Melissa (Avid Reader) said...

Anne - I loved rereading them as an adult. It was a completely different experience.

Care - You should read some more of the series, they're wonderful!

annieb - When I was little I thought I had read them all, but I think I just read the first four. It was great to read the complete series. I love that you were named after her!

Bookworm1858 - Exactly! The later books, 6 and 7, weren't my favorite, but this one really got back to the best parts of the series.

Carrie K. said...

My best friend got me a book called The Blythes are Quoted for Christmas - it was a final manuscript that Montgomery wrote, that was only published in full in 2009. It's supposed to be a companion book to Rilla of Ingleside, and made up of letters, poems, and stories. I've been rereading the series this year to remind myself before I read it. :)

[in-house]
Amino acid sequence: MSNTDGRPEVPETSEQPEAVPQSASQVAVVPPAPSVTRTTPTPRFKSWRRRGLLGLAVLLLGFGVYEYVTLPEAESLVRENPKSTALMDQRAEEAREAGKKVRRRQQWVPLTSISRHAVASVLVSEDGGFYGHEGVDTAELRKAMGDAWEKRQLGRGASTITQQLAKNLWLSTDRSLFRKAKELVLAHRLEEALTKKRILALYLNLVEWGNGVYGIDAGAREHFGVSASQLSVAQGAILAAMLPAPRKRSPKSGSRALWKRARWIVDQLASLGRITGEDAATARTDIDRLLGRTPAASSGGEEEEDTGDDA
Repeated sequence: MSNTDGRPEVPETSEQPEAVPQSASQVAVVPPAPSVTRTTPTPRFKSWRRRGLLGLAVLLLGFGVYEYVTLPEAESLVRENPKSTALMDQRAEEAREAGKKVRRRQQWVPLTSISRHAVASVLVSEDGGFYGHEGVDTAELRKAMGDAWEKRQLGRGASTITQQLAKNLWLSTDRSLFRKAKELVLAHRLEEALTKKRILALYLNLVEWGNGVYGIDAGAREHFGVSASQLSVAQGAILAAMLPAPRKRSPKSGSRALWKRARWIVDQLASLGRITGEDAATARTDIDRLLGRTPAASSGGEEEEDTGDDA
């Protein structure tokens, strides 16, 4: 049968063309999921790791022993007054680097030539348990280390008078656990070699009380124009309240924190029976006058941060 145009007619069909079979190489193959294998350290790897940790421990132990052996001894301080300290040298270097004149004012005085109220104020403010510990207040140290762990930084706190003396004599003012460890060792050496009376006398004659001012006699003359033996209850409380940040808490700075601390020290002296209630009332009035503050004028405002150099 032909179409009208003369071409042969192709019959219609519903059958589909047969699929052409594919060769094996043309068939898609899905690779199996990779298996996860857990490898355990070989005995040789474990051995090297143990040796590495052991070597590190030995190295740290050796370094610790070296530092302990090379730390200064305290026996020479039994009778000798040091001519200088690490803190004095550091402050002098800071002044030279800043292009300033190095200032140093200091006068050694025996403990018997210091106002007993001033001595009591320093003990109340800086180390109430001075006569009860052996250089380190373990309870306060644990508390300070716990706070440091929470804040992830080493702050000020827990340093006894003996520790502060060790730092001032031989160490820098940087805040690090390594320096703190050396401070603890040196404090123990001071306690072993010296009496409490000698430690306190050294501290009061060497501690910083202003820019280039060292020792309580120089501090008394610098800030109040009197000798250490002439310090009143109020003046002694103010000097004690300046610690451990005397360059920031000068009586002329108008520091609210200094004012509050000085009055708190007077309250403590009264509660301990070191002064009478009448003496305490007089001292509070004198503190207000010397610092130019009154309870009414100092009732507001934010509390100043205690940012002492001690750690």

Alex (The Sleepless Reader) said...

I also must re-read these at some point close in time. I also really loved Rilla. My only problem with it (and all the books after Anne gets married) is that Anne herself becomes a shadow of her bright self. As if marriage softness her up to a point of blandness.

Melissa (Avid Reader) said...

Carrie K. - I heard about that book! I put it on my Paperbackswap wishlist in 2009, but I'm still #20-something out of 58. Maybe I'll just have to buy it.

Alex - I agree with that. There were times in the later books when I just missed Anne so much!

Mumsy said...

I agree - this is certainly the strongest of the later books, although I also liked Anne of Windy Poplars (probably because I find Gilbert boring.) I thought it was rather sad how intense the reaction to WWI was - when I remembered that just a generation later, a far worse war was coming. But I suppose losing the person you love most is just as devastating - it doesn't matter whether hundreds or thousands died with them.